We’re looking for a great new idea for the 2016 National Science Week citizen science project. The chosen project will be built and produced by the ABC and promoted across their TV, radio and online channels.
If you are a scientist working in Australia and have a citizen science idea that suits the criteria below then we’d like to hear from you. It’s a great way to get help with your research – the last project, Galaxy Explorer, received the equivalent to a research assistant working for 13 years.
- Must be a citizen science project that can be done entirely online (no field work).
- Is part of a scientific research project with clear aims and outcomes.
- Is of wide general appeal and not restricted to a small interest group or a small geographical area.
- Can be undertaken by non-science-trained people from around 8 years and older. The skills needed should be able to be taught through an online tutorial.
The project can run for approximately six weeks from August 1, 2016.
Register your interest
Please send us an email that covers the following details:
- Your name, position and institution.
- Your idea – a brief synopsis of the idea, including why this research is interesting and important; the questions it hopes to answers; and how the citizen scientists might be involved in providing or processing data for your research.
Please email your ideas to Kylie Andrews, Citizen science project producer at ABC Science Online, on email@example.com.
Application Due Date
We’d like to receive ideas by 15 March, 2016.
Please email them to Kylie Andrews on firstname.lastname@example.org.
Please note: Only proposals from research scientists who are currently working at an Australian university or research organisation will be considered.
The project is supported by the Inspiring Australia initiative. ABC Science has produced an annual citizen scientist or national project for National Science Week for 15 years.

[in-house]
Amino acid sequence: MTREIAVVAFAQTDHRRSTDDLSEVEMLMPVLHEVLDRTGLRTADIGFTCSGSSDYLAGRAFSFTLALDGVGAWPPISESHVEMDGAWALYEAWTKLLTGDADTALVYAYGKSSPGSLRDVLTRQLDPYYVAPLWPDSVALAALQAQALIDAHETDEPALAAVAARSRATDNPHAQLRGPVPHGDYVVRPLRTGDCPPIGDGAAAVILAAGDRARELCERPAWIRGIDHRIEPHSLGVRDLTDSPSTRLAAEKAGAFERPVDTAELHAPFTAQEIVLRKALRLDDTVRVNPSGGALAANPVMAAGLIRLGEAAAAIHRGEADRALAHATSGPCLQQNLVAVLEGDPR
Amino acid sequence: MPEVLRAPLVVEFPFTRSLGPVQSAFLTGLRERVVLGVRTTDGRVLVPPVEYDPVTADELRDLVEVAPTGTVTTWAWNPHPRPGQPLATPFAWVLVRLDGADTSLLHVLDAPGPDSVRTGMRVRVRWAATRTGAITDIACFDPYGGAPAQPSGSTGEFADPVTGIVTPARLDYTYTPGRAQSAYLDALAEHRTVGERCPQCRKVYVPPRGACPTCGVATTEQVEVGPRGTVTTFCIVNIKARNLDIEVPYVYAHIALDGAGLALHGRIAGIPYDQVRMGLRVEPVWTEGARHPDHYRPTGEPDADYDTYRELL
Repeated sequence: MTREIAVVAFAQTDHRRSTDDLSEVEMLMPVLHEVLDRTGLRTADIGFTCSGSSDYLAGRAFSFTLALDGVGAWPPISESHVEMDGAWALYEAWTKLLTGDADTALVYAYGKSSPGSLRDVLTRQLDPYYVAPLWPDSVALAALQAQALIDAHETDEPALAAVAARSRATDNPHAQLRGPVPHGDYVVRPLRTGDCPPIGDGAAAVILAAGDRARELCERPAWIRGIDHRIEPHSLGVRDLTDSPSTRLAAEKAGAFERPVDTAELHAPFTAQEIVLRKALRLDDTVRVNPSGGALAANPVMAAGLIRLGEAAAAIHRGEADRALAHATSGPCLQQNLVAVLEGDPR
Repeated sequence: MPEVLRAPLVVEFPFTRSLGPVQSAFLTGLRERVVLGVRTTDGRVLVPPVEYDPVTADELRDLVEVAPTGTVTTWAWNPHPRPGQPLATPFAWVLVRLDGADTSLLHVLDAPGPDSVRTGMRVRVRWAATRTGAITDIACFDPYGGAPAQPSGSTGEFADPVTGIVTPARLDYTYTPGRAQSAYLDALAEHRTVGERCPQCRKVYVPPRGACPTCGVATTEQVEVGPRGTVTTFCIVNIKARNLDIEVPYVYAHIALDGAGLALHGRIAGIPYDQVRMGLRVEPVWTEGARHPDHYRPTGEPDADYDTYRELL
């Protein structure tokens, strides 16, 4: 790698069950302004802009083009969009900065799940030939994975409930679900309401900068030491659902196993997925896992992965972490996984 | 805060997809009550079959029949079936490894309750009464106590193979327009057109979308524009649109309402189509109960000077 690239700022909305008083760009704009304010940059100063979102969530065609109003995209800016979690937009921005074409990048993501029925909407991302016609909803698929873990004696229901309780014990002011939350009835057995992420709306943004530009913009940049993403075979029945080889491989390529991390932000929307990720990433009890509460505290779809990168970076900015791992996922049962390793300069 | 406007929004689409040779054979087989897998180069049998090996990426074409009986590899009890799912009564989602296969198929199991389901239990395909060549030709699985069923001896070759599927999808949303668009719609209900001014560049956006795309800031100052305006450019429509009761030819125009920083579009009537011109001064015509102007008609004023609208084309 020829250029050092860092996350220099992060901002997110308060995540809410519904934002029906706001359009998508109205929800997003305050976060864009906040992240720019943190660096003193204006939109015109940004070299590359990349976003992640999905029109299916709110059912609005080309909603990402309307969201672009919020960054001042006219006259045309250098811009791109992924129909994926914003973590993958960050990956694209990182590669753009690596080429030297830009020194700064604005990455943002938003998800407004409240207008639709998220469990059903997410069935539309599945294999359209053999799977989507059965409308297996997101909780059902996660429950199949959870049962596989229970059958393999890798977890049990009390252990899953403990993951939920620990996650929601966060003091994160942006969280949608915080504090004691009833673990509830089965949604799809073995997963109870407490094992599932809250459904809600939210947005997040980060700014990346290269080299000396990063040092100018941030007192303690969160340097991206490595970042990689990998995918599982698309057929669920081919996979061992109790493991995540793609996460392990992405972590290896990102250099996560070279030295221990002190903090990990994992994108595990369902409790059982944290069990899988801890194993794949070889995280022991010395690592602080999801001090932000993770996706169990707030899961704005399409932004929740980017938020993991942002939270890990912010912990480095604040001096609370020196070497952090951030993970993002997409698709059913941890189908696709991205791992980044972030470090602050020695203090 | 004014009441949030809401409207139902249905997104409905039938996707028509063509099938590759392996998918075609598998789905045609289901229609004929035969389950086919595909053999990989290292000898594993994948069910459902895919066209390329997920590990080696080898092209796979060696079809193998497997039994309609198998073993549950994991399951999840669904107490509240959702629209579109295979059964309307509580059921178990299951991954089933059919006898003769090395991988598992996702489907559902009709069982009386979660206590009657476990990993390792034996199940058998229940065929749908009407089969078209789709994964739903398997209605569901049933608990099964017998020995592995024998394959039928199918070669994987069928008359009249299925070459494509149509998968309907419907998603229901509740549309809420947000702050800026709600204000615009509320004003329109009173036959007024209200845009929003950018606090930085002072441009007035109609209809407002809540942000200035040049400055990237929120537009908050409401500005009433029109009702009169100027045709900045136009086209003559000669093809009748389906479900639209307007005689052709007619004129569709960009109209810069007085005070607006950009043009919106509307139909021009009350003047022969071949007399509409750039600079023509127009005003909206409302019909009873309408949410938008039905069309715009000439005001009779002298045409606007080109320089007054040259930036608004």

Some Citizen Science projects from previous years include:
Galaxy Explorer 2015 – https://www.galaxyexplorer.net.au/
Over 1 million galaxy image classifications were made by more than 25 000 people. Citizen scientists classified galaxies based on colour and shape; and a ring was fitted around the galaxy’s edge to estimate the amount of light being emitted. This project was undertaken with researchers at the International Centre for Radio Astronomy Research (ICRAR).
Weather Detective 2014 – http://www.weatherdetective.net.au/
More than 350 000 weather observations digitised from 100-year old ship log books for researchers at the University of Southern Queensland – the data goes into the global ACRE database, a significant climate resource available to anyone.
Explore the Seafloor 2013 – http://exploretheseafloor.net.au/
300 000 seafloor photos were viewed in a few weeks, identifying the presence of kelp or urchins for the team from IMOS, UNSW, Sydney University and University of Tasmania.
SoundCheck Australia 2012 – http://www.soundcheckaustralia.net.au/
Over 8000 people signed up to do the hearing check and fill in the online survey about their recreational noise exposure – a boon of information for the National Acoustic Laboratories, Sydney.
Multi-Tasking Test 2011 – http://www.multitaskingtest.net.au/
Over 4000 people took part in a multi-tasking test for researchers from the University of Queensland’s School of Psychology and the Queensland Brain Institute.
The Sleep Survey 2010 – http://www.sleepsurvey.net.au/
10 000 participants monitored their sleeping habits for one week for the Woolcock Institute and Sydney University. Research has since been published using the data that was collected.